General Electric's Expected Bid For Alstom Is Smart And Should Happen

Apr.25.14 | About: General Electric (GE)


Alstom would enhance GE's engineering expertise in power production and rail transportation, which are both core businesses.

Alstom is trading at a discount to U.S. industrials, indicating that the price paid will not be excessive, and will likely be preferable to a domestic acquisition target.

GE maintains cash overseas to shield it from taxation, and this deal is a sensible conduit through which to further shield that capital, while making it productive.

This week, rumors swirled that General Electric (NYSE:GE) may be interested in acquiring Alstom (OTCPK:ALSMY) for an estimated $13 billion, and that such a bid is imminent. Alstom is a French company that designs, produces and services products used in power generation and transmission markets, such as railroads.

This deal may be the start of a GE push to acquire more European and international assets with the cash the conglomerate doesn't want to expatriate due to taxes, provided the deal can get done. It is also a continuation of the company's push to acquire more industrial assets and focus more on its roots. At this point, it appears probable that a deal could occur, though GE may be required to divest some power assets in order to get government approval.

Alstom's businesses and expertise appear to be sensible acquisition targets, given GE's considerable industrial focus, and a smart use of GE's overseas cash. Moreover, Alstom has underperformed GE over the last several years, as has most of the European market, indicating that the deal may be a good value. The largest fear is that France or the European Union will block the acquisition, but that appears unlikely.

In 2001, the European Union rejected GE's effort to acquire Honeywell International (NYSE:HON) on the grounds that it would have severely reduced competition in the aerospace industry and resulted in higher prices for customers that would include both airlines and governments buying fighter jets. GE had actually busted an attempted United Technologies (NYSE:UTX) acquisition of HON that appeared more likely to get approved.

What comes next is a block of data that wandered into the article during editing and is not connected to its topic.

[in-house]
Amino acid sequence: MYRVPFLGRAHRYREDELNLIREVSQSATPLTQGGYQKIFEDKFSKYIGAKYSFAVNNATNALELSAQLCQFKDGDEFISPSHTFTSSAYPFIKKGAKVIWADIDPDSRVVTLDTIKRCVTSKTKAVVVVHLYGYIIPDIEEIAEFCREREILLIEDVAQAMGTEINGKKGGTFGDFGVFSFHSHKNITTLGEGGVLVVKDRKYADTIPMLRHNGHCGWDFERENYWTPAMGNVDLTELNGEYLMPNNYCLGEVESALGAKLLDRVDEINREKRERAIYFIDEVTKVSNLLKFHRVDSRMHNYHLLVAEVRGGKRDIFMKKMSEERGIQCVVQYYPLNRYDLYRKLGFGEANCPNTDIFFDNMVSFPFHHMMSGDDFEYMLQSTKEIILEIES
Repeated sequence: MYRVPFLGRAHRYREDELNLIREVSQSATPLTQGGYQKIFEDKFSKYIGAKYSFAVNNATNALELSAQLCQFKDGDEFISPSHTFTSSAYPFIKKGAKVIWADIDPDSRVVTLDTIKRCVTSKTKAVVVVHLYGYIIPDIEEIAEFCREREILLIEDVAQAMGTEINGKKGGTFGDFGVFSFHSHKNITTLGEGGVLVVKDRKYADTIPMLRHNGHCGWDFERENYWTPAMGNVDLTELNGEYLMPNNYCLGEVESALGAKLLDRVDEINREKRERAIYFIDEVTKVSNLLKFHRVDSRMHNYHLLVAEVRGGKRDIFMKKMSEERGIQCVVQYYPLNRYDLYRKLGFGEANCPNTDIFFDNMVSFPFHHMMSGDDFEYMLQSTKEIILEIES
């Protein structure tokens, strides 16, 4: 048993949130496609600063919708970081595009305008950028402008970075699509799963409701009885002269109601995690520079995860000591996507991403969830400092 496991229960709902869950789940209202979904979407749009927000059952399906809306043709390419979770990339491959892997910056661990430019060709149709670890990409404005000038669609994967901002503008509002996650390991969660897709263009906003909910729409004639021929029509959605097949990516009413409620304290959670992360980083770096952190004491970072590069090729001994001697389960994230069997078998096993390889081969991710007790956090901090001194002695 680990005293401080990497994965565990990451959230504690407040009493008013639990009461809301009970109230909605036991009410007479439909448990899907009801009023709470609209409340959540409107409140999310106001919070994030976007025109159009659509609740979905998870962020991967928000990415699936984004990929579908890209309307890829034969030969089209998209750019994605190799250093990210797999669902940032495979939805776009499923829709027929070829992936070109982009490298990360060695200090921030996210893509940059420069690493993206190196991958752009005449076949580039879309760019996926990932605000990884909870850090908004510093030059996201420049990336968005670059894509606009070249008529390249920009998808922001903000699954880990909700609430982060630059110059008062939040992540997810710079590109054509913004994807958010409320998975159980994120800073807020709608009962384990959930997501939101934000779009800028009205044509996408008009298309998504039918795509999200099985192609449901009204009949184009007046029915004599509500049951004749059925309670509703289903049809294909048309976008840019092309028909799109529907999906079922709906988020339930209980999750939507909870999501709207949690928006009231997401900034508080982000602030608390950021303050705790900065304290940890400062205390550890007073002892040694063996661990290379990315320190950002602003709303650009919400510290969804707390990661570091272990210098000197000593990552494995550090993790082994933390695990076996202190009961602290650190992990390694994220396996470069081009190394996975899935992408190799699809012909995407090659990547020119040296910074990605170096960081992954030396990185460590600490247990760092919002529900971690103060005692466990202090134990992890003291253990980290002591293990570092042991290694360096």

If GE was willing to divest a substantial portion of Honeywell, that deal may have been approved, but it wasn't. Now, it is probable that GE will enter discussions with regulators already presuming that some concessions will be necessary. GE's CEO, Jeff Immelt does have some experience getting deals done in Europe. Last year, GE completed a deal to acquire Avio, an Italian aerospace company. As part of the Avio acquisition, GE made concessions that included promising the E.U. to avoid any business involving the Typhoon fighter jet that European nations use, and promising the U.S. to avoid interfering with an engine component that Avio designed for UTX's Pratt & Whitney division.

Alstom would be GE's biggest acquisition since the failed Honeywell attempt, and may be the final major move by Immelt before he retires as CEO. In many ways, it appeared that Jack Welch hoped the Honeywell acquisition would be his curtain call. Welch postponed retirement in order to complete the transaction. Any acquisition of Alstom may require several months of discussions with French and EU officials in advance of deal approval.

Beyond being a sensible acquisition of engineering expertise, this deal is also a smart use of capital. Like many large U.S. companies, General Electric holds significant sums of cash overseas. The conglomerate maintains essentially all of its earnings from international business in overseas accounts, because doing so keeps it shielded from U.S. corporate taxation, so long as it remains outside the jurisdiction. Moreover, these sums have tended to grow substantially over time due to expanding international businesses.

By using the capital to acquire international businesses, GE has found a use for the cash that will not only further shield that prior income from U.S. taxation, but also enhance the conglomerate's international earnings potential. All of this indicates that this deal is a sensible one for GE to make, and that it will be willing to make the necessary concessions with European regulators in order to get it done. Furthermore, the deal should make GE a better company.

Disclosure: I am long GE. I wrote this article myself, and it expresses my own opinions. I am not receiving compensation for it (other than from Seeking Alpha). I have no business relationship with any company whose stock is mentioned in this article.

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